x Abu Dhabi, UAEFriday 19 January 2018

Sheikh Ahmed’s shooting academy targets home talent

In a bid to improve the country’s sporting standing, the Emirates’ only gold medallist is launching a shooting academy with the intention of creating a conveyor belt of Emirati Olympians.

UAe Olympic shooting gold medalist Sheikh Ahmed bin Hasher has decided to start a shooting academy to 'give back to the country' by developing future Emirati Olympic shooting stars. Marwan Naamani / AFP
UAe Olympic shooting gold medalist Sheikh Ahmed bin Hasher has decided to start a shooting academy to 'give back to the country' by developing future Emirati Olympic shooting stars. Marwan Naamani / AFP

DUBAI // It is almost a decade since the UAE claimed its first Olympic Games medal. Now, in a bid to improve the country’s sporting standing, the Emirates’ only gold medallist is launching a shooting academy with the intention of creating a conveyor belt of Emirati Olympians.

Sheikh Ahmed bin Hasher won the double-trap event at the 2004 Games in Athens, competed at Beijing in 2008 and has spent the past five years coaching Peter Wilson, who took gold at the London Games last summer for Great Britain.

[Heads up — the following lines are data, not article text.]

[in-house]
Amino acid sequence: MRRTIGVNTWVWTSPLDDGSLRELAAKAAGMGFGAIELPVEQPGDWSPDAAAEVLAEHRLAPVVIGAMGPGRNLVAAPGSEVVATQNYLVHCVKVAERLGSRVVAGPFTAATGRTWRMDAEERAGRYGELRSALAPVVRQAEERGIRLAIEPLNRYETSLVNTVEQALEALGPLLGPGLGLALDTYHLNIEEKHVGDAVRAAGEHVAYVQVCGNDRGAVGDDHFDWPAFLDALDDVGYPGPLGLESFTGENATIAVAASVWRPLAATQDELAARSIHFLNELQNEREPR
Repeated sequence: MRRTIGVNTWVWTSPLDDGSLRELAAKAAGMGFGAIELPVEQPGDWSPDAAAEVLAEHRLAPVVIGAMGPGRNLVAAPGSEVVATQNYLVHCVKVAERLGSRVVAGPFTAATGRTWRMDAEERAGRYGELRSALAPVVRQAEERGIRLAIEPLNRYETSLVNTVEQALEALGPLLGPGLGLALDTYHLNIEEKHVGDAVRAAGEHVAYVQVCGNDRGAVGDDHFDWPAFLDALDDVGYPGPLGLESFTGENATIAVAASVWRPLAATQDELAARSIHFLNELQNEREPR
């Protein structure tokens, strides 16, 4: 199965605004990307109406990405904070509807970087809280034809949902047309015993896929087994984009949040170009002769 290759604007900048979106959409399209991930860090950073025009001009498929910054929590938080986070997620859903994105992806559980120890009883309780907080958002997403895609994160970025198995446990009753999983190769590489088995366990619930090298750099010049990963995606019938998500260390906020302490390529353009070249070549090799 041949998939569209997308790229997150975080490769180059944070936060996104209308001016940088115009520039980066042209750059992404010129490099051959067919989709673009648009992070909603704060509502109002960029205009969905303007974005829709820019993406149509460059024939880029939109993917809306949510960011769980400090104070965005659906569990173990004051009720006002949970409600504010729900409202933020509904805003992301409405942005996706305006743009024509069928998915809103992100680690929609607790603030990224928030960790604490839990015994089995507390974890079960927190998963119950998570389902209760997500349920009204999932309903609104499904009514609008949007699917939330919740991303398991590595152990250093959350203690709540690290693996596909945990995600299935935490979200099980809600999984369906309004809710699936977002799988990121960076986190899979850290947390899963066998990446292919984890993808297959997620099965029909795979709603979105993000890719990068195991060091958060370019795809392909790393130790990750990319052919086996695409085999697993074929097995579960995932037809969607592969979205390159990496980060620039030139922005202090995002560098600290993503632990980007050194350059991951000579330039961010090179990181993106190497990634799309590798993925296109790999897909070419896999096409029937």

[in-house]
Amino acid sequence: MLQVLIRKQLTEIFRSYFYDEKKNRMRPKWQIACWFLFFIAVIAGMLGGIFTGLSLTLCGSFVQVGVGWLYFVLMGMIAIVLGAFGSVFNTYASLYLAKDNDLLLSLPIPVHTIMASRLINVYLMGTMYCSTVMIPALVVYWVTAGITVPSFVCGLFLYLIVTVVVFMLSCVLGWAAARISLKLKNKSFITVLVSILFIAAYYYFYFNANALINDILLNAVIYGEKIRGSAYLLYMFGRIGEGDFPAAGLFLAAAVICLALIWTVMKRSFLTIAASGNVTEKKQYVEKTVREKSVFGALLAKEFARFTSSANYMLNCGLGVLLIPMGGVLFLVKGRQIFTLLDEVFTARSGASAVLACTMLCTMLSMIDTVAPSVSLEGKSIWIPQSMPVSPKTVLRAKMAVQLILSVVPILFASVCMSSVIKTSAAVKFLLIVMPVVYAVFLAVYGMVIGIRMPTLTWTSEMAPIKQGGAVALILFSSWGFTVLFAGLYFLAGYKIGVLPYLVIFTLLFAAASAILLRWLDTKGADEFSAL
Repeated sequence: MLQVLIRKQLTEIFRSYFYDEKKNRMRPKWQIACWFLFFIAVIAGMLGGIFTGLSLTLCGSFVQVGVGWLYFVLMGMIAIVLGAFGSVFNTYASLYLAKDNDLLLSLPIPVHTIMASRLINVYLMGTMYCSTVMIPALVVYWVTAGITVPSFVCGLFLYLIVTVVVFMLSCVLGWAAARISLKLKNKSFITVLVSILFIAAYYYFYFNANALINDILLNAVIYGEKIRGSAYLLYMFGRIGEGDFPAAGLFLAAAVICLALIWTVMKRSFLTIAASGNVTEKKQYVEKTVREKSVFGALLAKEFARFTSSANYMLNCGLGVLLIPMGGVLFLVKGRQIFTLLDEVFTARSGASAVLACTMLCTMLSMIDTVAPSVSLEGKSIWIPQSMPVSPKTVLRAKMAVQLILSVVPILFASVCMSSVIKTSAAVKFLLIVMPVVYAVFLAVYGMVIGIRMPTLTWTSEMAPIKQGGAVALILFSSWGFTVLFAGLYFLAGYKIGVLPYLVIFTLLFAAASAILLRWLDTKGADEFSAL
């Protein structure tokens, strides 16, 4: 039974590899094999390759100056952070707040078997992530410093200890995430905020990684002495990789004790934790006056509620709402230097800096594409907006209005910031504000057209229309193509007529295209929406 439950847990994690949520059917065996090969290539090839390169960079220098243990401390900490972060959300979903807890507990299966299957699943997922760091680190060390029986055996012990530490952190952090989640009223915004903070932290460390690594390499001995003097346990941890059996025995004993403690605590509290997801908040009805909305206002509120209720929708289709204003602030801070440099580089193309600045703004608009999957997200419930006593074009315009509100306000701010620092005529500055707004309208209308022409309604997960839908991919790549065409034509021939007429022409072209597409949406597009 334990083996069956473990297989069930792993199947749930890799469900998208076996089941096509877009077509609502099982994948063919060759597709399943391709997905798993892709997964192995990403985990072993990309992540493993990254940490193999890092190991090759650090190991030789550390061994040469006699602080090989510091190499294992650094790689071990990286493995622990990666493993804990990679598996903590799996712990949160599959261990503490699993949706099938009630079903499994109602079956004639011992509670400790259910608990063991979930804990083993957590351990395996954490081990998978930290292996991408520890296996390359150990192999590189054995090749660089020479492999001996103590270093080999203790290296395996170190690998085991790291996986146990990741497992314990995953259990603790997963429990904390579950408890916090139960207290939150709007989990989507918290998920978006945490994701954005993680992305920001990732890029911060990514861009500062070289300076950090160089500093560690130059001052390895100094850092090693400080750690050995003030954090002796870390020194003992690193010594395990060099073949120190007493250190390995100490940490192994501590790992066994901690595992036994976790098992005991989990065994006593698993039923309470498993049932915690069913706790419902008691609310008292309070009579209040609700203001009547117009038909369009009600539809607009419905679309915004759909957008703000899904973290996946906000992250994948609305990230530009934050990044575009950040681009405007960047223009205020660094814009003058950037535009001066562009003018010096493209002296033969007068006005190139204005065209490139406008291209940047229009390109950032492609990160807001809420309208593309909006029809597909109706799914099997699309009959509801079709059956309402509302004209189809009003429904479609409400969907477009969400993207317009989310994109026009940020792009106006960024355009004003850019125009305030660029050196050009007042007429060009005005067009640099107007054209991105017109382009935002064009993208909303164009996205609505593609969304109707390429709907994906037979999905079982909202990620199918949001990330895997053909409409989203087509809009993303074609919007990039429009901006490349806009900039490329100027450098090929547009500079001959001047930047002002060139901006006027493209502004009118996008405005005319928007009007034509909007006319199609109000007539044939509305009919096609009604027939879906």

Now Sheikh Ahmed has told his foreign apprentices that his focus will be restricted to his compatriots.

The National Association of Shooting will encourage and educate local children from the age of seven, with the long-term target being to create shooters capable of competing at international level.

“If we look at the past eight or nine years, I did not do as I was supposed to do,” Sheikh Ahmed said as explanation for the UAE’s disappointment at recent Games. “If anyone is to blame, it should be me. I can’t keep helping foreigners anymore.

“I love the sport, but that is not the main thing. I love my country and it has given me a lot, but what have I given my country? I have coached a British guy from nothing and made him an Olympic champion. I am happy for him, but at the same time I am sad because I would have loved to do it with my own people. Now I have no excuse.”

Sheikh Ahmed said it took a 30-minute conversation by phone with Wilson to convince him he was serious and that their time together would be coming to an end. He had similar discussions with his other foreign students.

“Now we will look to bring them over here and have them train with us,” he said.

A child who starts training, said Sheikh Ahmed, cannot expect to reach an international level for around 13 years.

“This sport is in the blood of our people,” he said. “We are originally bedouins from the desert. We did not have football, but rather air rifles and falcons and camels.

“I have had a lot of parents approaching me asking when I am going to start an academy.

“It was a big load on my shoulders, so finally I am going to get it going.”

gmeenaghan@thenational.ae

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